With the posting of the Draft BCS Guidance in May 2015 and a Draft Dissolution Guidance in July 2015, the US-FDA moved into better convergence with the EMA and WHO with respect to the criteria necessary for granting a BCS-based biowaiver (the 2015 US-FDA Draft BCS Guidance replaced the original 2000 US-FDA BCS Guidance). Until the posting of the 2015 Draft BCS Guidance, the US-FDA would only grant biowaivers for Class I pharmaceutically equivalent IR oral dosage forms and would not consider biowaivers for Class III IR drug products. Notably, during the period from 2000 until 2015, to support granting a BCS biowaiver of a Class I drug, the US-FDA expected to see solubility determinations over the pH range of 1.0 to 7.5, considered in vivo evidence of high permeability to be in vivo Fa ≥90%, and would only accept in vitro dissolution testing via USP Apparatus 1 at 100 rpm or USP Apparatus 2 at 50 rpm (no exceptions). Aspects of the US-FDA BCS biowaiver approach until the 2015 posting of the Draft Guidance contrasted dramatically with the approaches of the EMA and WHO. Beginning in 2006 (WHO) and 2010 (EMA), both the EMA and WHO considered biowaivers for both Class I and Class III IR drug products (either pharmaceutical equivalents or alternatives), expected solubility determinations over the pH range of 1.2 to 6.8, considered evidence of high permeability to be in vivo BA ≥85%, and would consider using paddle speeds of 75 rpm in rare (EMA) or all (WHO) circumstances. The low rate of BCS-biowaiver submissions from 2000 to 2015 may have been due in part to these differences (11); for example, from 2000 to 2015, the number of BCS biowaiver requests submitted to the US-FDA averaged approximately two per year (Mehta M. Applicability of BCS-Based Biowaiver: Requirements and Conditions – US-FDA Perspective. European Federation for Pharmaceutical Sciences Global Bioequivalence Harmonisation Initiative. Amsterdam, 2015).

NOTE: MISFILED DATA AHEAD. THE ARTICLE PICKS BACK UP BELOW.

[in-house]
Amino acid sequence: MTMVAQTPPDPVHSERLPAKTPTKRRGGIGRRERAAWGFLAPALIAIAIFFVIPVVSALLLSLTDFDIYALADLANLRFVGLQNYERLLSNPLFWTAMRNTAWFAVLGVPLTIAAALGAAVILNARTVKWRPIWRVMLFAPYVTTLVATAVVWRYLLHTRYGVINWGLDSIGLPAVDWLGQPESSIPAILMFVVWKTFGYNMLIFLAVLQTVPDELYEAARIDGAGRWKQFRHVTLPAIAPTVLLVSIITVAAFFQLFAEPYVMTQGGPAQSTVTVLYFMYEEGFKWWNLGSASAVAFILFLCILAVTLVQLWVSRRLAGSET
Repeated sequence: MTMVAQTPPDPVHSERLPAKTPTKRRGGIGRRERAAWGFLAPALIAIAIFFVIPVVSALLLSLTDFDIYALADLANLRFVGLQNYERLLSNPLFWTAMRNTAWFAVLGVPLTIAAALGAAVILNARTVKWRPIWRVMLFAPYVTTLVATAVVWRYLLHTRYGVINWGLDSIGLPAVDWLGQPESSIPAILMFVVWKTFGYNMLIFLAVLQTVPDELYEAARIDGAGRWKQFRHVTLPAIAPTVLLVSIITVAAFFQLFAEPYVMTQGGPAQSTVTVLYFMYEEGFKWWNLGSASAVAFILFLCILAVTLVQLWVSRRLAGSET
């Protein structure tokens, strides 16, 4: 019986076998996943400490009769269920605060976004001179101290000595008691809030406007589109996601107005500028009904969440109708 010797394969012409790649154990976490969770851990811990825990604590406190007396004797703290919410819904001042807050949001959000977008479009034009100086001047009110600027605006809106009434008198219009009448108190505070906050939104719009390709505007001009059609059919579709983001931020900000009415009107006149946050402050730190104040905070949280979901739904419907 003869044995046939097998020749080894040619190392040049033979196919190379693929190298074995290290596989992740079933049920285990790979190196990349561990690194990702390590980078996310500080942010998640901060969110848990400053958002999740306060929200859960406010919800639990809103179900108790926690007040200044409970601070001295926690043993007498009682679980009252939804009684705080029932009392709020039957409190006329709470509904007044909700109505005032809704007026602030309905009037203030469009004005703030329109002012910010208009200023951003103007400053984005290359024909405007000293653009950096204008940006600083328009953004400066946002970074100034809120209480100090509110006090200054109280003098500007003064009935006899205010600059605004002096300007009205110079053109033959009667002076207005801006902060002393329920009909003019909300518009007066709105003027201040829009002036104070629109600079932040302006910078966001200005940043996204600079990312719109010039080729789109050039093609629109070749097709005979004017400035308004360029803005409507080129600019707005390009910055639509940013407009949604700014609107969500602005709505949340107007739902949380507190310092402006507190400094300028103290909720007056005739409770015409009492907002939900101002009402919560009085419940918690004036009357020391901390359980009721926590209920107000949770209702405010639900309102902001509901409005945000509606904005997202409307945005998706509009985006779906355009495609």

Thus, the present BCS biowaiver approaches of the US-FDA, EMA, and WHO are in reasonably good agreement with respect to BCS Classes and IR dosage forms for which biowaivers are considered, definition of high in vivo permeability, and definition of highly soluble drug substance. There remain some notable differences among these three jurisdictions. With respect to establishing high solubility, the US-FDA appears to have the most stringent recommendations for which pH values to test. By contrast, the US-FDA asks that the highest strength be used for establishing high solubility, whereas the EMA and WHO ask that the highest therapeutic dose be used. With respect to establishing high permeability, the US-FDA will consider in vivo and in situ animal models and in vitro methods, such as those using cultured monolayers of animal or human epithelial cells—for passively absorbed drugs only—as pivotal methods, whereas the EMA and WHO consider these methods to be supportive only. With respect to establishing rapid or very rapid dissolution, the US-FDA now requests that dissolution testing use a volume of 500 mL, whereas the EMA and WHO request using the [typical] compendial volume of 900 mL or less.